THE once-forgotten architectural concepts that manipulate the sun's energy to create a conducive environment within a building are being revived the world over.
A recent study by the International Energy Agency, a worldwide consortium of government energy departments and industry, investigated 48 commercial buildings in Western Europe and Canada built or renovated recently that use solar "passive" architecture. The study, presented at the Indo-German Solar Architecture Seminar held recently in New Delhi, revealed that relative to conventional buildings, solar designs save as much as 90 per cent of the energy required to heat or cool a building.
They use features like windows, skylit courtyards -- atria -- and transparent greenhouses to trap or reduce the heat absorbed. Indirect systems are also often integrated with space-heating systems through solar-warmed air.
South-facing sunspaces like greenhouses create a buffer zone to collect the sun's energy which can then be directed into other rooms by opening the doors of connecting rooms. For instance, during the renovation of a building constructed in the '30s in Berlin, a greenhouse, or atrium, was added as a solar passive feature.
Most of the rooms of the old building opened onto this atrium. The greenhouse, which is south-facing, traps sunlight during the day, obviating the need for artificial lighting. Moreover, this area acts as a buffer zone between the cold building and the colder exterior.
The sun's radiation and heat losses from the building heat the atrium, making it conducive in winter. Energy can be directed to the inside rooms by opening the doors between them and the atrium, which is also fitted with a system of vents and tubes through which excessive heat can be released. This system, controlled by fans placed under the floor, can either be used to suck out warm air from the top of the sunspace or to store the heat in the lower spaces of the room. The system can be controlled either manually or automatically.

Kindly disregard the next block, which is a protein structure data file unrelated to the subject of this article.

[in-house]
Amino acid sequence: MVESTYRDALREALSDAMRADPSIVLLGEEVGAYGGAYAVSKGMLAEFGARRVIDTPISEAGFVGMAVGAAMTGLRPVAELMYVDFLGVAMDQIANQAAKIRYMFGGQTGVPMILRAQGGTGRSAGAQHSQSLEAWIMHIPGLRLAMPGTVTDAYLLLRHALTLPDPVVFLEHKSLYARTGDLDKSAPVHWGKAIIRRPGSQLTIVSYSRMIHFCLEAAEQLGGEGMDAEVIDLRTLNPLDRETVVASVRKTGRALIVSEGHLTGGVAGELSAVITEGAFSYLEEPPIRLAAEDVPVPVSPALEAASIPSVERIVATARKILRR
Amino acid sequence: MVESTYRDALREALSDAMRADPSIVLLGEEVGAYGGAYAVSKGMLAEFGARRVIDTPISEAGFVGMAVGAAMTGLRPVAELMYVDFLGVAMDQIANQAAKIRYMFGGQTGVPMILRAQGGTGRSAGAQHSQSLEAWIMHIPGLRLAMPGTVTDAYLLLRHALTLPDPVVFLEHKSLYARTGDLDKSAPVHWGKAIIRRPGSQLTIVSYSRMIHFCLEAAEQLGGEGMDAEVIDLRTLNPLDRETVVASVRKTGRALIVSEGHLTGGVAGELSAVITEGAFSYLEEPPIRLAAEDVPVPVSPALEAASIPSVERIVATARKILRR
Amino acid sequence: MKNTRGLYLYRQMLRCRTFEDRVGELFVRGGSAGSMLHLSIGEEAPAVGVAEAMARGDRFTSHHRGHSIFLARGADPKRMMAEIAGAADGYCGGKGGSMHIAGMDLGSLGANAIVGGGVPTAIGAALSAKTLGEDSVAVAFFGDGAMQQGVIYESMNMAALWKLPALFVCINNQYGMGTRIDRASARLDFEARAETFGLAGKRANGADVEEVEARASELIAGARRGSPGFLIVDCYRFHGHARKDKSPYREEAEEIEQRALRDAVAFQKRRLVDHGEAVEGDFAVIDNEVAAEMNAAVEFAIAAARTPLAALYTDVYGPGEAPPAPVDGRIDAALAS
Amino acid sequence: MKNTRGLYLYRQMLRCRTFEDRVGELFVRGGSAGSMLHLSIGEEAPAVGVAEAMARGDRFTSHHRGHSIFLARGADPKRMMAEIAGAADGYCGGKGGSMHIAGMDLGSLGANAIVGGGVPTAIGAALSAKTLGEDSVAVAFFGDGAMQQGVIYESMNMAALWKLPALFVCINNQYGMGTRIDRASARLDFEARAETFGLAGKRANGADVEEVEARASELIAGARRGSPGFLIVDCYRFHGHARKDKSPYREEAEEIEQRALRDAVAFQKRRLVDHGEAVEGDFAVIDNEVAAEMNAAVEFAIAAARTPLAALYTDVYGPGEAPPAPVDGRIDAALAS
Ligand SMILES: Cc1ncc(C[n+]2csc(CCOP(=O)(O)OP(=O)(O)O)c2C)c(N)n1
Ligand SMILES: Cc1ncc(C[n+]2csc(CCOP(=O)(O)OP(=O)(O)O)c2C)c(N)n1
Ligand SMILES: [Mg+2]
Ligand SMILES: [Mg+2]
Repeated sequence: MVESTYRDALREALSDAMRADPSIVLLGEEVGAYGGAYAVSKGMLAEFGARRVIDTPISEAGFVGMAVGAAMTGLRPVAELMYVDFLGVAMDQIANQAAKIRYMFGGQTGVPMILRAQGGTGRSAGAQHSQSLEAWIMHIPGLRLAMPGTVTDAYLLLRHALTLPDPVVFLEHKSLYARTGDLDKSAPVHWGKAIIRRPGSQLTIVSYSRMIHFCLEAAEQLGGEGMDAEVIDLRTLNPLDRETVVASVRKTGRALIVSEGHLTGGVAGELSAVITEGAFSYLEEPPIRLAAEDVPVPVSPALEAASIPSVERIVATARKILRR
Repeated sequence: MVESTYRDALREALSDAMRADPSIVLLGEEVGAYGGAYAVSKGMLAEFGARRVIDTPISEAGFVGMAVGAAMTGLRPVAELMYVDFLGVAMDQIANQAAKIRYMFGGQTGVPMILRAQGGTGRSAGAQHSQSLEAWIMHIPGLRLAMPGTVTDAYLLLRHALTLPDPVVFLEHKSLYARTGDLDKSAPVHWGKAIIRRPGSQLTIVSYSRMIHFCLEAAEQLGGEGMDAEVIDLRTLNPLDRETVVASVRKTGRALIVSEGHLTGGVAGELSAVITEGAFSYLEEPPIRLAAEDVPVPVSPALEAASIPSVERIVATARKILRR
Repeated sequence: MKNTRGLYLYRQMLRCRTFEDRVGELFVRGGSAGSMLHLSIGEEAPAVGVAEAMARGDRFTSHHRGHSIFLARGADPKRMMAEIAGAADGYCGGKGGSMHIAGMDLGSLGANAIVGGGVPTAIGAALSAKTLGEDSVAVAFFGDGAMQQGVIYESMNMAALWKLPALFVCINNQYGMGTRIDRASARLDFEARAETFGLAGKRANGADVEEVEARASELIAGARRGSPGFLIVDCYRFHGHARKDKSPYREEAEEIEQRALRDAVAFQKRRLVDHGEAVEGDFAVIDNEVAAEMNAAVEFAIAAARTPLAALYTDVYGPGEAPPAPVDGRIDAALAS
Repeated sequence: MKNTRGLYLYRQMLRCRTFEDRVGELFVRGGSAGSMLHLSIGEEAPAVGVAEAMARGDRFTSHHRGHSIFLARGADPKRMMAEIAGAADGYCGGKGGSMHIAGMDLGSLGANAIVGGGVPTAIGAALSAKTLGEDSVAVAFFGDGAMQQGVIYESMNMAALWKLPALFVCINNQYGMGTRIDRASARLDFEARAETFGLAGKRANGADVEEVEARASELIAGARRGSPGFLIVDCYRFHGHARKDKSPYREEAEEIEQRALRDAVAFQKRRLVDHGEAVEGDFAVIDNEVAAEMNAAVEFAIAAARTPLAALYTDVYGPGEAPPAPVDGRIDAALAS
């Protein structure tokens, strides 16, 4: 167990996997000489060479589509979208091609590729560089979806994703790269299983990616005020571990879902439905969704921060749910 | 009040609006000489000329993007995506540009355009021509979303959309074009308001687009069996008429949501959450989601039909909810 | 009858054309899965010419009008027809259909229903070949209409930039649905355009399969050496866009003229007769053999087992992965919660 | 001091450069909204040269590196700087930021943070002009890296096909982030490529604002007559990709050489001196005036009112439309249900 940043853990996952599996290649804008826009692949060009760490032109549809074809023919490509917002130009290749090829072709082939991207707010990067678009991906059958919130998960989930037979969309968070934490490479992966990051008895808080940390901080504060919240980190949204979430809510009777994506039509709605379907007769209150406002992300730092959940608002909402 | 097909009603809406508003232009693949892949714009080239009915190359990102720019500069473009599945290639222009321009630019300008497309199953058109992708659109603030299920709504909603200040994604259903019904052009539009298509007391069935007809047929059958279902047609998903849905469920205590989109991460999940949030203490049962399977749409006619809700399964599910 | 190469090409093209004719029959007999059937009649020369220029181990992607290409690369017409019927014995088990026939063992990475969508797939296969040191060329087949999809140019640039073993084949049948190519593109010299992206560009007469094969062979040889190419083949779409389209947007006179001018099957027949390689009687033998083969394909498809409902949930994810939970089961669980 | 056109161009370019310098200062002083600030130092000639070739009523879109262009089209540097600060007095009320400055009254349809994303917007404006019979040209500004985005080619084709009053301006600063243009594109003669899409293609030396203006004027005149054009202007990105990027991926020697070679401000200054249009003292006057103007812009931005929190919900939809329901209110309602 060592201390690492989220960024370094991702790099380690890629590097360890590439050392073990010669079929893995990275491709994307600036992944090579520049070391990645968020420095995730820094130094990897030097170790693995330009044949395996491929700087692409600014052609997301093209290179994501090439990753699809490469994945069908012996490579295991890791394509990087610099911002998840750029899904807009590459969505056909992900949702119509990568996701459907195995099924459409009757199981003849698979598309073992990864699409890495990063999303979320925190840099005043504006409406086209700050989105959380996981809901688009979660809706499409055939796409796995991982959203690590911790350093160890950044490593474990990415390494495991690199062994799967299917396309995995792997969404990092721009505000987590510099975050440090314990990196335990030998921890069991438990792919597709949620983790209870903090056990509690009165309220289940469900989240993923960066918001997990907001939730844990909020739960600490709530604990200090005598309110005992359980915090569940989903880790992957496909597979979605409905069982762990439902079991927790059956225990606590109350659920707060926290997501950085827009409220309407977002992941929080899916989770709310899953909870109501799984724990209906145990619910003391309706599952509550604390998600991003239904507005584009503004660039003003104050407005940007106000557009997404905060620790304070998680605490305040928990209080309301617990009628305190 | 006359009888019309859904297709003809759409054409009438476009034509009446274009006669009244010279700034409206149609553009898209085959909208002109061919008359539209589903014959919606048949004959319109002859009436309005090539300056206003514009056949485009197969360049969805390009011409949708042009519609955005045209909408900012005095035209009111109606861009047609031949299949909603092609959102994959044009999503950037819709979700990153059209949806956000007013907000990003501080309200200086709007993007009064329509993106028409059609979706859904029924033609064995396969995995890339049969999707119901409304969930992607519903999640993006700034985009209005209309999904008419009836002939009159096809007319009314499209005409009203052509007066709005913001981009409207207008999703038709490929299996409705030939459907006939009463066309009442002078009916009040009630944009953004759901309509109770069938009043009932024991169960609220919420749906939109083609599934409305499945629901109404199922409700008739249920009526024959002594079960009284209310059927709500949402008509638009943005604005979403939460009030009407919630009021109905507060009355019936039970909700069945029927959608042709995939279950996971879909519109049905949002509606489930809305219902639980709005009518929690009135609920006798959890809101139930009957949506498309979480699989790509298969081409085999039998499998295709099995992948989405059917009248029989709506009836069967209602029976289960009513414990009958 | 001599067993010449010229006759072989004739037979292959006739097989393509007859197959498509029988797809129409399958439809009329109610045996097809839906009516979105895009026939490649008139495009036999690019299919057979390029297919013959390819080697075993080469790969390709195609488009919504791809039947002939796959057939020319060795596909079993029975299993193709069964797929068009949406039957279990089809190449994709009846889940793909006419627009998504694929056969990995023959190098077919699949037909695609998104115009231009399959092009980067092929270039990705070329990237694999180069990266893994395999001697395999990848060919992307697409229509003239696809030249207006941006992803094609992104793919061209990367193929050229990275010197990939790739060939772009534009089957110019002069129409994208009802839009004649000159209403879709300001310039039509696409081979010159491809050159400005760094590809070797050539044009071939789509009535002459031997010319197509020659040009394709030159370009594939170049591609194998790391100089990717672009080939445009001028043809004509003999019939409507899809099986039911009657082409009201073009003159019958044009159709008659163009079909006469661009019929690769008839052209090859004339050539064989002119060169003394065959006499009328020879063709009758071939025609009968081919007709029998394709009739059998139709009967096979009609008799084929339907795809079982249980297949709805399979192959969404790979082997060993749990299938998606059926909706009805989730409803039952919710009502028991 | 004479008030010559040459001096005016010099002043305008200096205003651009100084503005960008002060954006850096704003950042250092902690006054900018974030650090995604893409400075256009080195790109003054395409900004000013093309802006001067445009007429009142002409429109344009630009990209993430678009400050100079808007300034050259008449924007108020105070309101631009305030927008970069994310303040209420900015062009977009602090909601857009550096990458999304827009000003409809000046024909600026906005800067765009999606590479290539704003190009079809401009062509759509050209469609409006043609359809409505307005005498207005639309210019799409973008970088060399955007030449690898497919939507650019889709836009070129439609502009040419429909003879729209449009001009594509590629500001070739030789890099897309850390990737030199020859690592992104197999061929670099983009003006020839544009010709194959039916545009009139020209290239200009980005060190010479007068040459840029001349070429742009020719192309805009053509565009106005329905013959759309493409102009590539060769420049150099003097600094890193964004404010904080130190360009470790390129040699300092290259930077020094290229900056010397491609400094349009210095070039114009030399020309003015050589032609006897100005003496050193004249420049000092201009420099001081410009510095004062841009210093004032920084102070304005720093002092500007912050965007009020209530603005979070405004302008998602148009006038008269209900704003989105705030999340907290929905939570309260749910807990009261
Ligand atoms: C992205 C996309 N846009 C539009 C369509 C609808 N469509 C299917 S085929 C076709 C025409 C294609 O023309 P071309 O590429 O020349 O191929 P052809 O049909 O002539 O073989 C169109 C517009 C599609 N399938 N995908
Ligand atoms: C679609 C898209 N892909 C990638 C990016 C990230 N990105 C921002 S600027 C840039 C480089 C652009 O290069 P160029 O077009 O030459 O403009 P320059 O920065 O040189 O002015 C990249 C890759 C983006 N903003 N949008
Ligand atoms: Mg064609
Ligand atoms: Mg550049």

According to the study, about 14 buildings saved more than 50 per cent energy by integrating these concepts into their design. These solar passive features, explains Gustav Hillmann of the Berlin-based Institute for Building, Environmental and Solar Research, work well for structures smaller than 5,000 sq m; for larger buildings, insulation and heat-loss prevention and energy management systems gain predominance. Hillmann is confident that solar passive features can be integrated into building design without any additional costs and can save a great deal of money that would otherwise be spent on heating or cooling.